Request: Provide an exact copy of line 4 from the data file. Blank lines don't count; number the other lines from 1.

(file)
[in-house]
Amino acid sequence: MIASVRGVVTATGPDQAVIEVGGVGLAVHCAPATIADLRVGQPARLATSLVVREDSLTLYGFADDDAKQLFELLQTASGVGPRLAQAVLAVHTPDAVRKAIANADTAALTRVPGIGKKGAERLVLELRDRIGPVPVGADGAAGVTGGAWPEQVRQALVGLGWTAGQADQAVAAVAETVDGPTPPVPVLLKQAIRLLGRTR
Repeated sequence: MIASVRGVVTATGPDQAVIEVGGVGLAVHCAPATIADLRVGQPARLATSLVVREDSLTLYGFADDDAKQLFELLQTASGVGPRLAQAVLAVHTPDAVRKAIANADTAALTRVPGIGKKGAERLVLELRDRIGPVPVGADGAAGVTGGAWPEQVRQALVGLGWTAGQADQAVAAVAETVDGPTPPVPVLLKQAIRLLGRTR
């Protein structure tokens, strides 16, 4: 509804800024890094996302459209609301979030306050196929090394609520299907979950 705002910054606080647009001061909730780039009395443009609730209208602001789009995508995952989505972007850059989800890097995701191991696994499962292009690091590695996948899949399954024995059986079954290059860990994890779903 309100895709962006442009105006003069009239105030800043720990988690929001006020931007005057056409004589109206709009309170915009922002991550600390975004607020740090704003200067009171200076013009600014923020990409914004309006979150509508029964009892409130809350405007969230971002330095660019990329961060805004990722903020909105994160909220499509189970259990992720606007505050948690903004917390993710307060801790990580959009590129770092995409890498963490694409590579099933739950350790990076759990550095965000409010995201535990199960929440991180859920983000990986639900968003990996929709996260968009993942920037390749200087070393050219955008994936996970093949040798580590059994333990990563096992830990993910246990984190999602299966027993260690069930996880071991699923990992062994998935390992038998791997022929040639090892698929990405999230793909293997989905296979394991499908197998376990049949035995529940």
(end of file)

């Protein structure tokens, strides 16, 4: 509804800024890094996302459209609301979030306050196929090394609520299907979950 705002910054606080647009001061909730780039009395443009609730209208602001789009995508995952989505972007850059989800890097995701191991696994499962292009690091590695996948899949399954024995059986079954290059860990994890779903 309100895709962006442009105006003069009239105030800043720990988690929001006020931007005057056409004589109206709009309170915009922002991550600390975004607020740090704003200067009171200076013009600014923020990409914004309006979150509508029964009892409130809350405007969230971002330095660019990329961060805004990722903020909105994160909220499509189970259990992720606007505050948690903004917390993710307060801790990580959009590129770092995409890498963490694409590579099933739950350790990076759990550095965000409010995201535990199960929440991180859920983000990986639900968003990996929709996260968009993942920037390749200087070393050219955008994936996970093949040798580590059994333990990563096992830990993910246990984190999602299966027993260690069930996880071991699923990992062994998935390992038998791997022929040639090892698929990405999230793909293997989905296979394991499908197998376990049949035995529940």